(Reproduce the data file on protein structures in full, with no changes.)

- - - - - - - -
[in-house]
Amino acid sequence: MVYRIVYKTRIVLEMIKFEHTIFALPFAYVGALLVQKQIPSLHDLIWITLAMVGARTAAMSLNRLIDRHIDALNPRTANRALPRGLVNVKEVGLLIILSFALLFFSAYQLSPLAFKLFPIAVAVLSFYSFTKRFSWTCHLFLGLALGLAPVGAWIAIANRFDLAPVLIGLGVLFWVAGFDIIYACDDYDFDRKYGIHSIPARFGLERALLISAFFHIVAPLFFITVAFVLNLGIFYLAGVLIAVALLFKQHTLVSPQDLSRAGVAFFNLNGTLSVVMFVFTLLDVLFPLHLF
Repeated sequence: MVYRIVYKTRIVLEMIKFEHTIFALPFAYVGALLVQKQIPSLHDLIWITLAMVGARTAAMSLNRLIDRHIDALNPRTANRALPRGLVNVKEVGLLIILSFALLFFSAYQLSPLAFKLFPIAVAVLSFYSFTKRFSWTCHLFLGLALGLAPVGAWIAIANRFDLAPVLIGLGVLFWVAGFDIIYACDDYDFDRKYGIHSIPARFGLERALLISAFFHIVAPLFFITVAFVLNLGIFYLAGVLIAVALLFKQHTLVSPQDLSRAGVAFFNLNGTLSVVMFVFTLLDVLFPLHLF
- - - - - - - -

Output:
[in-house]
Amino acid sequence: MVYRIVYKTRIVLEMIKFEHTIFALPFAYVGALLVQKQIPSLHDLIWITLAMVGARTAAMSLNRLIDRHIDALNPRTANRALPRGLVNVKEVGLLIILSFALLFFSAYQLSPLAFKLFPIAVAVLSFYSFTKRFSWTCHLFLGLALGLAPVGAWIAIANRFDLAPVLIGLGVLFWVAGFDIIYACDDYDFDRKYGIHSIPARFGLERALLISAFFHIVAPLFFITVAFVLNLGIFYLAGVLIAVALLFKQHTLVSPQDLSRAGVAFFNLNGTLSVVMFVFTLLDVLFPLHLF
Repeated sequence: MVYRIVYKTRIVLEMIKFEHTIFALPFAYVGALLVQKQIPSLHDLIWITLAMVGARTAAMSLNRLIDRHIDALNPRTANRALPRGLVNVKEVGLLIILSFALLFFSAYQLSPLAFKLFPIAVAVLSFYSFTKRFSWTCHLFLGLALGLAPVGAWIAIANRFDLAPVLIGLGVLFWVAGFDIIYACDDYDFDRKYGIHSIPARFGLERALLISAFFHIVAPLFFITVAFVLNLGIFYLAGVLIAVALLFKQHTLVSPQDLSRAGVAFFNLNGTLSVVMFVFTLLDVLFPLHLF